Gosh, what a strange novel. Part historical fiction, part fable, this book feels wilfully enigmatic, its meaning hovering just beyond reach, like a shattered reflection in water. This is only the second of Ishiguro’s novels that I’ve read (the first, some years ago, was Never Let Me Go) and so I’m not sure which elements are typical of his writing and which merely adopted for this book. One thing which the two books have in common, though, is that an apparently simple story turns out to have a much deeper significance. I have a sneaking suspicion that The Buried Giant has several layers, so this post is primarily an attempt to tease out meaning from this dreamlike tale of an ancient British past.
Axl and Beatrice are an elderly couple who live in a modest settlement dug out from the hillside. They and their neighbours are Britons, living in an age when the Romans are long gone and an uneasy truce exists with nearby Saxon villages. Life is simple for Axl and Beatrice. They take part in the communal tasks of the settlement, but age has diminished their importance and they make the best of their humble situation, banished to one of the outer rooms in the warren, near the draughty edge of the hill, forbidden a candle on the grounds of their supposedly shaky hands. As far as they can remember, life has always been like this; but they’re equally troubled by the idea that surely things were once different. Didn’t they once have better accommodation? Don’t they have memories of leading their child by the hand? But what happened to that child?
Memories are the point. Like all their neighbours, both Briton and Saxon, Axl and Beatrice linger in a mist of forgetting. They live contentedly because they have no memory of anything being other than how it is. When unusual events happen, it’s only a matter of hours before they lose their sharp edges in the mind and become smoothed into the calm, monotonous procession of normality. They are, in effect, drugged into acquiescence. But what causes this curious mist? The answer will become bound up with their personal quest for remembrance. When a mysterious traveller stops by to speak with Beatrice, she decides that it is time for her and Axl to make a journey to visit their son’s village. Although they can remember little about their son, they are sure that he is waiting for them, and that their welcome will be warm. And so they set out, heading ever eastward, hoping that their journey will make everything clear.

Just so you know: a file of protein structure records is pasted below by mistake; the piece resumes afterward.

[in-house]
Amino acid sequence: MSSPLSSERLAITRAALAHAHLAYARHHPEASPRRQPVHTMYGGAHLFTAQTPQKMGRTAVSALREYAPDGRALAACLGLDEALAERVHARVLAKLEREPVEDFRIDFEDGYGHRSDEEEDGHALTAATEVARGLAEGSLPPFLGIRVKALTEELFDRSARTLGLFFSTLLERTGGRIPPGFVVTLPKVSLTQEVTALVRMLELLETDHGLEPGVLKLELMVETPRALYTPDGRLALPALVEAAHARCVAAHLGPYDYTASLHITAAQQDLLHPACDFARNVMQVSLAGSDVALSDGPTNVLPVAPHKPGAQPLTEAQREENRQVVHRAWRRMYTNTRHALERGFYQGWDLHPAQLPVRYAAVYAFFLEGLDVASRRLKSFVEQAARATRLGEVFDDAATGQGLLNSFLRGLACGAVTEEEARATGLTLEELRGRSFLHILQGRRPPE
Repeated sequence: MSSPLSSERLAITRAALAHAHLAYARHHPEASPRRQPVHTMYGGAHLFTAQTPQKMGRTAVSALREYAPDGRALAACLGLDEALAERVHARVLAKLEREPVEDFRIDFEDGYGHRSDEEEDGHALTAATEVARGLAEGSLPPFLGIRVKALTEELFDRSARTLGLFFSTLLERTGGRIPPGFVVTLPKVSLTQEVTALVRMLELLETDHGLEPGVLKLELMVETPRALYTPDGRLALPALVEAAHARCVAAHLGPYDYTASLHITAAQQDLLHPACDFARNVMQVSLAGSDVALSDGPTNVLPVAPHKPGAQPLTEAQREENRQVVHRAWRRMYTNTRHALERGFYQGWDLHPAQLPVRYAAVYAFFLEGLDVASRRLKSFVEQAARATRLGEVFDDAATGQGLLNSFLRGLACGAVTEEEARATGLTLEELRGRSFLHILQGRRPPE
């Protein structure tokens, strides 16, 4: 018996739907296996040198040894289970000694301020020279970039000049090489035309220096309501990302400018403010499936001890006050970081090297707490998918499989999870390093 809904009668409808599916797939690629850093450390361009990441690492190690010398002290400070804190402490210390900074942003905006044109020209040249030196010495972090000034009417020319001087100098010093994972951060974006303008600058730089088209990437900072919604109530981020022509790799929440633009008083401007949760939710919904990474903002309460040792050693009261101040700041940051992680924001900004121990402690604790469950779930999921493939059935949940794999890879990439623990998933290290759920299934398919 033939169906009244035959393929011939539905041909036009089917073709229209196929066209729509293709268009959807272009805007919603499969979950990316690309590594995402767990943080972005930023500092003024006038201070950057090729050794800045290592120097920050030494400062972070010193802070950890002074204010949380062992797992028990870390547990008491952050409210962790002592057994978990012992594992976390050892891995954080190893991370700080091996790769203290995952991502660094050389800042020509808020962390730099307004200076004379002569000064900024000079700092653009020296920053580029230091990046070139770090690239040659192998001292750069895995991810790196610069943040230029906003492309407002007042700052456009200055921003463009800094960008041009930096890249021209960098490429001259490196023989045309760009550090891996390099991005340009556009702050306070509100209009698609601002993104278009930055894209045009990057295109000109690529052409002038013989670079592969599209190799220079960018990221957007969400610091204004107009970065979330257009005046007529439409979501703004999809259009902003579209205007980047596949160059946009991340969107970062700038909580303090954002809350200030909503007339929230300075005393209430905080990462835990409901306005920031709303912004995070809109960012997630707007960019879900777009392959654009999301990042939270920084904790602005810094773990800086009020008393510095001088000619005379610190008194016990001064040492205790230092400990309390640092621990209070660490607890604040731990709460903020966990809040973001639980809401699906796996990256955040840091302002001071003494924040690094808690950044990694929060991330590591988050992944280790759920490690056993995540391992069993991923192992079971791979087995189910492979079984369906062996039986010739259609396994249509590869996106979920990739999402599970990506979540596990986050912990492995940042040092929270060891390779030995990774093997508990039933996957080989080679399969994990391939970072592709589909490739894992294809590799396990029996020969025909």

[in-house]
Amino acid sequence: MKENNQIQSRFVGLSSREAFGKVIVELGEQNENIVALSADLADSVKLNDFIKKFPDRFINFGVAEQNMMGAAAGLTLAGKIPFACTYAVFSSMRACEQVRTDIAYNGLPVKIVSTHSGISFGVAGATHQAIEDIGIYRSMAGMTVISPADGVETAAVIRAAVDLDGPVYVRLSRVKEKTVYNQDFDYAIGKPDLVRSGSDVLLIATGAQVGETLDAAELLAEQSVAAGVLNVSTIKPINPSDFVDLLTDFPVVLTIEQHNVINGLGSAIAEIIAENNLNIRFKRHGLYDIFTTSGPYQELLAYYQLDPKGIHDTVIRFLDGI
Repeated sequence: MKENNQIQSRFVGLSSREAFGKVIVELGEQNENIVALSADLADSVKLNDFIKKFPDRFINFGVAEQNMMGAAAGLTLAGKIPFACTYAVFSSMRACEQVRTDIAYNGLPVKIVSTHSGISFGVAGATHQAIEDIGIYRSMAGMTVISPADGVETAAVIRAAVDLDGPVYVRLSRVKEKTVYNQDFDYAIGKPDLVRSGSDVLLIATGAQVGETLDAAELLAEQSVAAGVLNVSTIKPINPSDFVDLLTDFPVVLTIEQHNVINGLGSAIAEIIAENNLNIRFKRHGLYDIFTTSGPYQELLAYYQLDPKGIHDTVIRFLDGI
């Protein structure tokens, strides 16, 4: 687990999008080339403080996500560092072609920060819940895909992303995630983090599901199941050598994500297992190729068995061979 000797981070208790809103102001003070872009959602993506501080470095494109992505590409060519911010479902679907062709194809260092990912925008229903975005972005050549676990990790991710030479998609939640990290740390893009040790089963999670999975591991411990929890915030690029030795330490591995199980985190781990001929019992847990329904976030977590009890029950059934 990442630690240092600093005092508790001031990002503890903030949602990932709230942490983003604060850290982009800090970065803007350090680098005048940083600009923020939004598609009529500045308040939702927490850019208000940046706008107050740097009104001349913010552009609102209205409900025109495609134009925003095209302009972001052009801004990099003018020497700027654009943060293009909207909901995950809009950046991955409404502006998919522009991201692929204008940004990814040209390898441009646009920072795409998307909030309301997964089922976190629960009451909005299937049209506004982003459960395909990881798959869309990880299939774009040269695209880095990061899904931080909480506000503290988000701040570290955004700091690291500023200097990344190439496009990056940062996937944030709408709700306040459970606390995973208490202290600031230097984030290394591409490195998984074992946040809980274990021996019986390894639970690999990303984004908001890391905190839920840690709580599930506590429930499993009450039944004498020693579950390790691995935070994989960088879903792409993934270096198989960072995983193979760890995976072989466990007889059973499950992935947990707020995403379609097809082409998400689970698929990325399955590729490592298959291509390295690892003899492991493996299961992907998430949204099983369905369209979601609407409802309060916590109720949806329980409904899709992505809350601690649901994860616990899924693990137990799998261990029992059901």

But this is not a Britain you’ll find in any history books. This is a world where myth has bled into reality: a world of ogres and dragons. And, as Axl and Beatrice move eastward, they encounter a series of characters whose quests seem to be bound up with theirs: the Saxon warrior Wistan; the troubled boy Edwin; and the parfit gentil knight Sir Gawain (Arthur’s nephew), now an old man patrolling the forests in his clanking armour, on his loyal steed Horace, sworn to slay the she-dragon Querig. There is an aura of the chivalric legend about much of the story: the kind of medieval morality tale of the hero faced with personifications of various kinds, who help or hinder him on his journey.
Now for some spoilers, so skip this paragraph if you haven’t read the book. What is the story really about? In part, it’s a tale of love and companionship continuing against all the odds, I suppose. Axl and Beatrice want to regain their memories even if that will bring back dark times as well as good: they are determined to embrace the full spectrum of their past, because it has brought them to the present in which they love each other. And yet not all journeys can be undertaken together, as we see in their encounter with the Boatman. This is what ultimately makes the story a tragedy: even the closest of lovers have to face a final parting. And what of the buried giant? On one level, it’s literally a giant whose burial mound serves as the setting for the climactic encounter with Querig. But, as we understand more about Axl’s and Gawain’s past, we see that the buried giant also signifies human nature, suppressed with a great effort of will through Merlin’s magic, and threatening to rip apart peace and harmony as soon as its shackles are broken and it rises up again. In breaking the spell, one risks opening Pandora’s Box and unleashing all the evils of memory upon the world, leading to vengeance, grudges and misery. Is it right to desire such cruel consequences? Or is it better to live half-stupefied by the conviction of a peaceful, unchanging life where everything has always been so? This isn’t just a book about the recovery of personal memory: it’s about the importance (or not) of history; self-awareness; conflict; negotiation.
I still don’t think I understand the book, but on reflection I feel it’s better than I initially thought it was. I liked it, I think. I certainly found it more engaging than some of the reviewers I’ve read, who don’t seem to have been able to lose themselves in its languid mystery. One day I should read it again. It has that same fairy-tale quality as The Alchemist, in sections, and that same troubling quality of having a whole panoply of meanings. It would be interesting to dig out some interviews with Ishiguro about the novel, to see whether he gives away any more of what he intended to convey. What do others think of this? Did you find it charming or infuriating, magical or exasperating?